Cate Roser

And then there was the water: still and brilliant. I swim out until I am surrounded by horizon to discover, again: the calm.

I could say that in this moment I felt held — as if by a mother — as I stared at the sky. But perhaps the metaphor would be too easy: my mother, too, is in love with the ocean.

In Platamonas we stayed in the Kronos Hotel — Kronos: the Father, the Child-Eater, eternal Time. It was not the first nor the last in a series of hotels named for the deities of the ancient Greek world. I found the names, in their tourist gauche, charming: I, too, was a tourist, searching, in some respect, for the mystery of the ancient world amid souvenir shops and marble columns. 

I came to the town with the feeling of being full with history: the awesome and perhaps terrifying stone structures I witnessed at Athens and Delphi had forced me to confront the immensity of time. In doing so, I face Kronos in blinding bareness, and — despite my disposition to resist feelings spiritual and metaphysical — I submit.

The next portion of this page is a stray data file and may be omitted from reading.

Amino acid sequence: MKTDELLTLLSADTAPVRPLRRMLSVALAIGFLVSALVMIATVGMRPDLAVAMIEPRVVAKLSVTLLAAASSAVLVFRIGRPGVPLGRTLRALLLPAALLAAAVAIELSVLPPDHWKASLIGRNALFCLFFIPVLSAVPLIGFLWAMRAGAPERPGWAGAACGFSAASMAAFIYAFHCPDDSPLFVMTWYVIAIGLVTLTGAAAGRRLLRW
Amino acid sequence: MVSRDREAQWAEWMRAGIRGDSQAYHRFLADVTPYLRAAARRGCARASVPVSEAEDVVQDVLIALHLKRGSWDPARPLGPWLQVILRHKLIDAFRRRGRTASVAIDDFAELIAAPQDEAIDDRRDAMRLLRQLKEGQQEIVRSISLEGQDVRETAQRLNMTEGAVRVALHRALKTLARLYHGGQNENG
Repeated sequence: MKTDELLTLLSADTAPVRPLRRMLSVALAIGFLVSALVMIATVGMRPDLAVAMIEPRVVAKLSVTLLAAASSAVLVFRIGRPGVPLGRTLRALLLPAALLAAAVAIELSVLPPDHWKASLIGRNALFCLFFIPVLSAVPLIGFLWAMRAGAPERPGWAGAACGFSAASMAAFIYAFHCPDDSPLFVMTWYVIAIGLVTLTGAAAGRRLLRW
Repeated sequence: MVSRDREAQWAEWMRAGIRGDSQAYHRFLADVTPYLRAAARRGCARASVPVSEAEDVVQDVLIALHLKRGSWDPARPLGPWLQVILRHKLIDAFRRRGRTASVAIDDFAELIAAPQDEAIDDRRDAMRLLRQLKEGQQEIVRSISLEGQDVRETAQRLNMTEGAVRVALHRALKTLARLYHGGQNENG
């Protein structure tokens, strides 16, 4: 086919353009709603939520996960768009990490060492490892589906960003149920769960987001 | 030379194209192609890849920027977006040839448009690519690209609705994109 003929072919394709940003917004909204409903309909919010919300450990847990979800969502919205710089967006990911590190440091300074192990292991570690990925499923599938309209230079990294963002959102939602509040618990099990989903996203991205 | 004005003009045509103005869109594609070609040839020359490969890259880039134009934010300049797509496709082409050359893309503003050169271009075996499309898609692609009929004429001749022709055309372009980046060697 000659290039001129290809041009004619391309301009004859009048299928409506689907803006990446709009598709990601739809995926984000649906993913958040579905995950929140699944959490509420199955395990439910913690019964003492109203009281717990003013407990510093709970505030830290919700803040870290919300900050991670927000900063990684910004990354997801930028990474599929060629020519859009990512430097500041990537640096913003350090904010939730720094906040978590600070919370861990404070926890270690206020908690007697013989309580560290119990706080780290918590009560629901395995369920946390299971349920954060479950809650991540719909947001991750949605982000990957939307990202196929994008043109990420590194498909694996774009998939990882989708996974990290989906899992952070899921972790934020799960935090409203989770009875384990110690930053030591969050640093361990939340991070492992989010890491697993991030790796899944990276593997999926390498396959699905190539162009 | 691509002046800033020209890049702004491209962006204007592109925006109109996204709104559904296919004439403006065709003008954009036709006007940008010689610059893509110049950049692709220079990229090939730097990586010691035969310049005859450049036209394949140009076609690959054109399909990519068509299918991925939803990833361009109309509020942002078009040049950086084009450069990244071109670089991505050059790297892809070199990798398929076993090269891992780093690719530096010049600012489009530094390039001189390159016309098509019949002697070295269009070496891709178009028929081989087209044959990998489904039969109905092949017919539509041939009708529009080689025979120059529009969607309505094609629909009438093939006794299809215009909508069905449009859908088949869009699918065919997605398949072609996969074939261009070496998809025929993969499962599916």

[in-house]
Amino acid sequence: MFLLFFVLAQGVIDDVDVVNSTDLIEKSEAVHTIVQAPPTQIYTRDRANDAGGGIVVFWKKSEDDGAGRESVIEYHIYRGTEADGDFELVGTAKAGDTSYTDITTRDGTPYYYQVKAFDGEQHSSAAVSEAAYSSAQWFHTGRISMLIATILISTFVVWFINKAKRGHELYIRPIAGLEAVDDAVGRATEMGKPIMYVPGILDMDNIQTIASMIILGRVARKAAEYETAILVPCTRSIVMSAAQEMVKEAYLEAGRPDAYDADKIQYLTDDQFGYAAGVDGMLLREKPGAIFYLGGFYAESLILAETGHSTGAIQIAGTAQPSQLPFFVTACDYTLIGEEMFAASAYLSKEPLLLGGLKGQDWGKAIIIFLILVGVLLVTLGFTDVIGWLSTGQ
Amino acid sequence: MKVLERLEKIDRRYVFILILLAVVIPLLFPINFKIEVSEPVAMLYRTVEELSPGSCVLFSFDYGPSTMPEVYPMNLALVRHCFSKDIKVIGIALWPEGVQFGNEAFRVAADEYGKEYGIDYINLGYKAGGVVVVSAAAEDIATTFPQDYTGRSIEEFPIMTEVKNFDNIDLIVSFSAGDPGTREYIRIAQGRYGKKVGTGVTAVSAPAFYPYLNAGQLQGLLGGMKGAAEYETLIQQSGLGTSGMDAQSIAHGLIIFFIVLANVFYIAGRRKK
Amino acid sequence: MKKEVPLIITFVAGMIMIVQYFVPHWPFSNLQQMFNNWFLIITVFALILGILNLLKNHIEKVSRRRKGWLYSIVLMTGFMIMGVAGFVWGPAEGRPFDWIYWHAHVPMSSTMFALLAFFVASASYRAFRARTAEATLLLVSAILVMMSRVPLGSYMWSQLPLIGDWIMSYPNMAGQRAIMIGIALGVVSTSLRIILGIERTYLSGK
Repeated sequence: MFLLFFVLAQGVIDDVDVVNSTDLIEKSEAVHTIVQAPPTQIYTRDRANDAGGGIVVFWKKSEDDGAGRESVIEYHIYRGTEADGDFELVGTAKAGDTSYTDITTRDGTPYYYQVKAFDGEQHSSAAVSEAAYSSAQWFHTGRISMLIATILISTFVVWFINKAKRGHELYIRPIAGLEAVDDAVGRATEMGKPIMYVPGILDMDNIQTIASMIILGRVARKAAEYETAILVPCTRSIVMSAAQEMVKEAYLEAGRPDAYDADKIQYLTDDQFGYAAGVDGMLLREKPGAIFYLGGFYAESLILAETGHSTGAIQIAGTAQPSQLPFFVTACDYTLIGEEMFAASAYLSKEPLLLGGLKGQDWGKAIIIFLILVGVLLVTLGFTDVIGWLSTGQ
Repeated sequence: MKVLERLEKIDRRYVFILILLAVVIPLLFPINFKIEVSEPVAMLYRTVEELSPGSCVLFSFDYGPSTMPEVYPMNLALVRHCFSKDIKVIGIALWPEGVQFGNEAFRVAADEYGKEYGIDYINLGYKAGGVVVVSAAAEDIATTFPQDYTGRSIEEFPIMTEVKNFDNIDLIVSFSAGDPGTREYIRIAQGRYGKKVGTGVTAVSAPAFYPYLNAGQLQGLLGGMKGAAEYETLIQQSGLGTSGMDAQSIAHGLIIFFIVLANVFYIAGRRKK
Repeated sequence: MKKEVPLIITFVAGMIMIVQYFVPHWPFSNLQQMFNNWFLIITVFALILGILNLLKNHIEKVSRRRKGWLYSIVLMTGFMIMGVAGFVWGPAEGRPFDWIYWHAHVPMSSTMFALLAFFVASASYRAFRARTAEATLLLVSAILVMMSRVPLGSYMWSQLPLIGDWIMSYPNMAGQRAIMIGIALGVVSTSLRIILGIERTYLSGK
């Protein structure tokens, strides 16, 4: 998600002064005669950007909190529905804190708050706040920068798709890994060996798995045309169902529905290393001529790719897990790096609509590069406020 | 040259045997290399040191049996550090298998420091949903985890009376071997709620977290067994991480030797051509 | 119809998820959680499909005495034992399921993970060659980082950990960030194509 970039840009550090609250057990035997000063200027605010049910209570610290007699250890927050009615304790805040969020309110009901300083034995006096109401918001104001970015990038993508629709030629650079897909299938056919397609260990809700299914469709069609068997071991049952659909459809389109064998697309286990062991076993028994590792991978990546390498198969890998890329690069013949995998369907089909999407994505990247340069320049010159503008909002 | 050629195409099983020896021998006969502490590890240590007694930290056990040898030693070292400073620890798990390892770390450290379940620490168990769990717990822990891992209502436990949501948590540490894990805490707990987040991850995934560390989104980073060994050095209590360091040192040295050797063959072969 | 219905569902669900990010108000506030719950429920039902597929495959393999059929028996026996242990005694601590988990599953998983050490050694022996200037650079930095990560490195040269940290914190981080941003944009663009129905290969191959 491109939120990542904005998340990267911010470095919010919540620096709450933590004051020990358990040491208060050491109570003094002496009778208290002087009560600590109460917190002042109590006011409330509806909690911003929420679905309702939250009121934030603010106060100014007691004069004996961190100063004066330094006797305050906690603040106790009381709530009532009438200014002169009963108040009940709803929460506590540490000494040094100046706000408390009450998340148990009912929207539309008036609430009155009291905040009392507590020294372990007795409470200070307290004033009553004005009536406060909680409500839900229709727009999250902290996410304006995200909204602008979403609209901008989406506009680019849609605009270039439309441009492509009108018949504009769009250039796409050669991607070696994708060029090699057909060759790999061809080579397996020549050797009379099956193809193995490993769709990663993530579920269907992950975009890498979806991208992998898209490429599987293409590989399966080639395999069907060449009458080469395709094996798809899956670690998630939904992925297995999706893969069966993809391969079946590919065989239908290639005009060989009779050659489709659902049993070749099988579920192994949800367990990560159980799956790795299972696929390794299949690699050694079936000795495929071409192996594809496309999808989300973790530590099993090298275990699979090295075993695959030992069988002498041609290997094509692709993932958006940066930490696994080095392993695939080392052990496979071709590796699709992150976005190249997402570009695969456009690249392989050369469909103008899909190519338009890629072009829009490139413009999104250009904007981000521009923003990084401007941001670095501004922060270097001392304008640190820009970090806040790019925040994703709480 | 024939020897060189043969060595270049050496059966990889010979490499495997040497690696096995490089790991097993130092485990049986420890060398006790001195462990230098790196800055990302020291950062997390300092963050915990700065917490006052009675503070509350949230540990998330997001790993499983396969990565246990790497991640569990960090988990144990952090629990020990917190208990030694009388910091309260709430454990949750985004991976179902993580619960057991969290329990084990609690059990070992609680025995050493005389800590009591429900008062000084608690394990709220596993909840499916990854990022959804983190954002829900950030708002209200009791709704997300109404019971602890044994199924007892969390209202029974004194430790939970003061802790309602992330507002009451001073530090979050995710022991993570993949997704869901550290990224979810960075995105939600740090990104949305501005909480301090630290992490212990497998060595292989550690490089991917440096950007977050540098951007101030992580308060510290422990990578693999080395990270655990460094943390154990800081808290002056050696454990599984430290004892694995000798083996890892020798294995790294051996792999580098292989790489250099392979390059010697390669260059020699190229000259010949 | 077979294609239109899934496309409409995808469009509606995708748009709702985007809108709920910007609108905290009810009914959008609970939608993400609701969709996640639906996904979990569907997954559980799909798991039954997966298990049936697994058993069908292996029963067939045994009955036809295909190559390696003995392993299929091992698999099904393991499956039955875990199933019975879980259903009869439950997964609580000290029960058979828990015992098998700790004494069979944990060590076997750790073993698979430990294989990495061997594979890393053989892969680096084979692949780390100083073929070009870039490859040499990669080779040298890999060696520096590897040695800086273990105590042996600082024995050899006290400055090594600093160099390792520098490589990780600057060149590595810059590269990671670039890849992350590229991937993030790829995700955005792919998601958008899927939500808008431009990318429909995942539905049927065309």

But now here I stay in a hotel where the rooms are small and the bed is hard and I still face father Time.

I escape him only in the water: I swim out, far beyond where I can be seen or see, and leave myself to float on the waves, following the sun as my stoic conductor. In the ocean’s immensity, time becomes trivial. All that we may know is the eternal bond of the sun and the sea which we call Horizon.

In those hours I would imagine myself as returned to the womb, wondering if this was how it felt. Paddling back to the shore, I pretend that I am using my muscles for the very first time. Emerging back to the sensual world, I could imagine Birth as Freud pictured it: awesome, yes, and terrifying.

But the water is only made brilliant by the sun. At night, its fathoms seem endless. I am home again, looking out from a dock, and the water is not calm, either. Next to my friends, the metaphor is, again, obvious: we’re each about to jump into an unknown future, each alone. The water is again only water as we jump in and shriek from the cold — sensation trumps metaphor. 

As we paddle around, we again find the calm. There’s a slowness to our conversation: I imagine each word as a drop of honey savored on my lips. I am aware that I may not taste it again for some time. But I am no longer concerned by that: I see it only as another object floating in the time-water. Soon, I will lose it in the immensity.